Organised by the South African National Parks Honorary Rangers of the West Rand Region and sponsored by Sasol, the annual Kruger National Park (KNP) Birding Weekends has turned into a nature conservation initiative worth R2.5 million per annum. These events attract over 700 birding enthusiasts and experts from across the country and internationally, over three consecutive weekends each year.
The conservation programme, mostly based on volunteerism, extends beyond the Kruger National Park and includes parks regionally. For the 2011 calendar year, the SANParks Honorary Rangers organisation contributed close to R38 million towards the national parks. Furthermore, the SANParks Honorary Rangers of the West Rand Region has also contributed to ornithology research and assisted Endangered Wildlife Trust (EWT) and BirdLife South Africa with GPS co-ordinates of sightings of birds on the Red Data List.
Bird lists are collated yearly during the KNP Birding Weekends and birding experts chaperone each group to assist guests with the identification of cryptic species. The birding experts add immense value by sharing interesting information about bird biology, ecology and migration patterns.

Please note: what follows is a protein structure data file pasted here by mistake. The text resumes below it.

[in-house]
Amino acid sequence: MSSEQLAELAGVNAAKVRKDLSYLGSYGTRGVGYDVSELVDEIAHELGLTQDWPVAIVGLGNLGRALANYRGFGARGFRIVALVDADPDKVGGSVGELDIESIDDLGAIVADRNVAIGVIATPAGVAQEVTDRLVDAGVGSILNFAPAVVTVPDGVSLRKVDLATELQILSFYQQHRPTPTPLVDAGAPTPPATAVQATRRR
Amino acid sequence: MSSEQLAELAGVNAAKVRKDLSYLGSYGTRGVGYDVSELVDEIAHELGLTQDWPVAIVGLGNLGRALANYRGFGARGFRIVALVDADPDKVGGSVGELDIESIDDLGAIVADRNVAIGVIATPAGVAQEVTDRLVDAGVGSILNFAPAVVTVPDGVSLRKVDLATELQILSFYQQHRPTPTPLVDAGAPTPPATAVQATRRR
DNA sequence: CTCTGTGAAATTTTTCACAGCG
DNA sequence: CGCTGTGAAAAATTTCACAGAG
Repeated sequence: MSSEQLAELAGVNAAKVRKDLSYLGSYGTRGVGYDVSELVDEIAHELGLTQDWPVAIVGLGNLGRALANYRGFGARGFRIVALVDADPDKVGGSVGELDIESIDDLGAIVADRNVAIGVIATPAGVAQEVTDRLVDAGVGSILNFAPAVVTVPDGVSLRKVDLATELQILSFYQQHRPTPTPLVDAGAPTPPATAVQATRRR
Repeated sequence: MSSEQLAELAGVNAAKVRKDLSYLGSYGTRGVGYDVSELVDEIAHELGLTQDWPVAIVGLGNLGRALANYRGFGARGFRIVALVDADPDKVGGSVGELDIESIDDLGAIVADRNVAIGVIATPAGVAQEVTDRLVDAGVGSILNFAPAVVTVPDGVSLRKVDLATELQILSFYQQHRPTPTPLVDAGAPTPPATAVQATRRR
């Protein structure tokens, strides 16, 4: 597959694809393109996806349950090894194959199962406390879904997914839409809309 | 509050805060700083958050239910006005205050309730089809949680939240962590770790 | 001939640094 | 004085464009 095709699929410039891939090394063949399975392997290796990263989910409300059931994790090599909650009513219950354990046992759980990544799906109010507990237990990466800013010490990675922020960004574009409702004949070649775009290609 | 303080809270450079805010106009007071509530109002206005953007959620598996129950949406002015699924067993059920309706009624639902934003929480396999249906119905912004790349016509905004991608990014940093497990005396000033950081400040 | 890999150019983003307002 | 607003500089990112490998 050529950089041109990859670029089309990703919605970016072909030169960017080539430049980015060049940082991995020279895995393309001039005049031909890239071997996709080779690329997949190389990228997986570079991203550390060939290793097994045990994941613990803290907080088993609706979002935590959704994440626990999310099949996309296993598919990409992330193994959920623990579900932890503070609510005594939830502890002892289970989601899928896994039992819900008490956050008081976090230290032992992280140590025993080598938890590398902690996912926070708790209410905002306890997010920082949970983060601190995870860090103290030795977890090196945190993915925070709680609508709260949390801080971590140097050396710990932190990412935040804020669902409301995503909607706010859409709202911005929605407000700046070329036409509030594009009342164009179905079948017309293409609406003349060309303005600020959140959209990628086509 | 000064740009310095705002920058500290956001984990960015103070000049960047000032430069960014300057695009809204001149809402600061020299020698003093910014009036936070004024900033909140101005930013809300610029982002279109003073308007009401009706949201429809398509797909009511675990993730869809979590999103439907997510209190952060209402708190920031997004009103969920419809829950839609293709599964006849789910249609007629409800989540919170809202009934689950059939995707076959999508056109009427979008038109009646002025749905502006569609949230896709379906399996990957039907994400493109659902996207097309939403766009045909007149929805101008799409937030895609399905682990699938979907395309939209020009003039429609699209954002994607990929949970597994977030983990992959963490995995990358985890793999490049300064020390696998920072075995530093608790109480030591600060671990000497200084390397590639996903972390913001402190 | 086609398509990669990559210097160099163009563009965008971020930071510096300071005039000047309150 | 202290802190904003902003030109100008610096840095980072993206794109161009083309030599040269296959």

Plans to count water birds
At the same time GPS co-ordinates of vulnerable species on the Red Data List, such as the Southern Ground Hornbill and Secretary Bird are recorded. This information is important to research scientists from the Environmental Wildlife Trust and the Avian Demography Units of the University of Cape Town. Future plans include the counts of water birds on the various pans and dams visited by guests.
According to Peter Zietsman, chairman of the West Rand Region the purpose of the weekends is to provide birders with the opportunity to identify as many birds as possible within a 50km radius of their chosen camp. "Guests have a selection of 21 flagship venues where the area is home to over 200 bird species. Typically each camp has a few unique species, not found throughout the KNP. For example, the African Barred Owl is more likely to be seen at Talamati, the Collared Praticole at Letaba, and the Crested Guineafowl at Pafuri."
For Sasol, its involvement in birding projects is about conservation and promoting birding as a past-time. "The birding weekends provide occupancy to the Kruger National Park during its low season and the funds raised are ploughed back into environmental projects. South Africa has one of the most diverse birding and wildlife populations in the world and should be enjoyed by all," says Richard Hughes, Sasol's sponsorship manager.
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